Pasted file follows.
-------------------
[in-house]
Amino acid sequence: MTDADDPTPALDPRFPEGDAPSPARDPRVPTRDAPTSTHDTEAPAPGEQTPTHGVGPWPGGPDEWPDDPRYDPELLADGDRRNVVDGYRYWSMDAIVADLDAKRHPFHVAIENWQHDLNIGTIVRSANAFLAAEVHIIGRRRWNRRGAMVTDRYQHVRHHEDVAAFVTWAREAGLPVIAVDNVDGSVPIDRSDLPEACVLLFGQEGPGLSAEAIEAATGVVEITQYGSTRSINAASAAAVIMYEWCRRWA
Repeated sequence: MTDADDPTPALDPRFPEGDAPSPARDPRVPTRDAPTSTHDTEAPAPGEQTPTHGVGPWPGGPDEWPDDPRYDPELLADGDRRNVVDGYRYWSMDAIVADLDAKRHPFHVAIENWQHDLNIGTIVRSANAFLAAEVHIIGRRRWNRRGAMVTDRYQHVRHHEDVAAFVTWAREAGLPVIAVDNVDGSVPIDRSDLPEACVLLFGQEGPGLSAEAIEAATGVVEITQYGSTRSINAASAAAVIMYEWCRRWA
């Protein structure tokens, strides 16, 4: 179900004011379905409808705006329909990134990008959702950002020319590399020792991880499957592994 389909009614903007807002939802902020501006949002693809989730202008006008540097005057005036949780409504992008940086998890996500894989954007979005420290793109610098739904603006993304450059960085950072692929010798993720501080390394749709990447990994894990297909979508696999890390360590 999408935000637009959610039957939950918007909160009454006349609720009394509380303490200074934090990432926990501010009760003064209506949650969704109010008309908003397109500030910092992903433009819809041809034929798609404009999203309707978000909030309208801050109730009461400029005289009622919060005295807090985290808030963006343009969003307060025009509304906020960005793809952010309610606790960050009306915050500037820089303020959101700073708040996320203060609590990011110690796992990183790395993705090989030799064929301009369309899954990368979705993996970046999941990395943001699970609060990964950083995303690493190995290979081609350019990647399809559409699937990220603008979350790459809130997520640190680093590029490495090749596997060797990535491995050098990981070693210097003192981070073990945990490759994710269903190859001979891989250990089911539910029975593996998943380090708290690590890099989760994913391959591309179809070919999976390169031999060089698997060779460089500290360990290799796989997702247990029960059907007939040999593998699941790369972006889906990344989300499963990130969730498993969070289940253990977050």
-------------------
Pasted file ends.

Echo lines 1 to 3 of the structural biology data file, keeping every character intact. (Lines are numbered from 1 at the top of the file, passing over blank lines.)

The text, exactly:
[in-house]
Amino acid sequence: MTDADDPTPALDPRFPEGDAPSPARDPRVPTRDAPTSTHDTEAPAPGEQTPTHGVGPWPGGPDEWPDDPRYDPELLADGDRRNVVDGYRYWSMDAIVADLDAKRHPFHVAIENWQHDLNIGTIVRSANAFLAAEVHIIGRRRWNRRGAMVTDRYQHVRHHEDVAAFVTWAREAGLPVIAVDNVDGSVPIDRSDLPEACVLLFGQEGPGLSAEAIEAATGVVEITQYGSTRSINAASAAAVIMYEWCRRWA
Repeated sequence: MTDADDPTPALDPRFPEGDAPSPARDPRVPTRDAPTSTHDTEAPAPGEQTPTHGVGPWPGGPDEWPDDPRYDPELLADGDRRNVVDGYRYWSMDAIVADLDAKRHPFHVAIENWQHDLNIGTIVRSANAFLAAEVHIIGRRRWNRRGAMVTDRYQHVRHHEDVAAFVTWAREAGLPVIAVDNVDGSVPIDRSDLPEACVLLFGQEGPGLSAEAIEAATGVVEITQYGSTRSINAASAAAVIMYEWCRRWA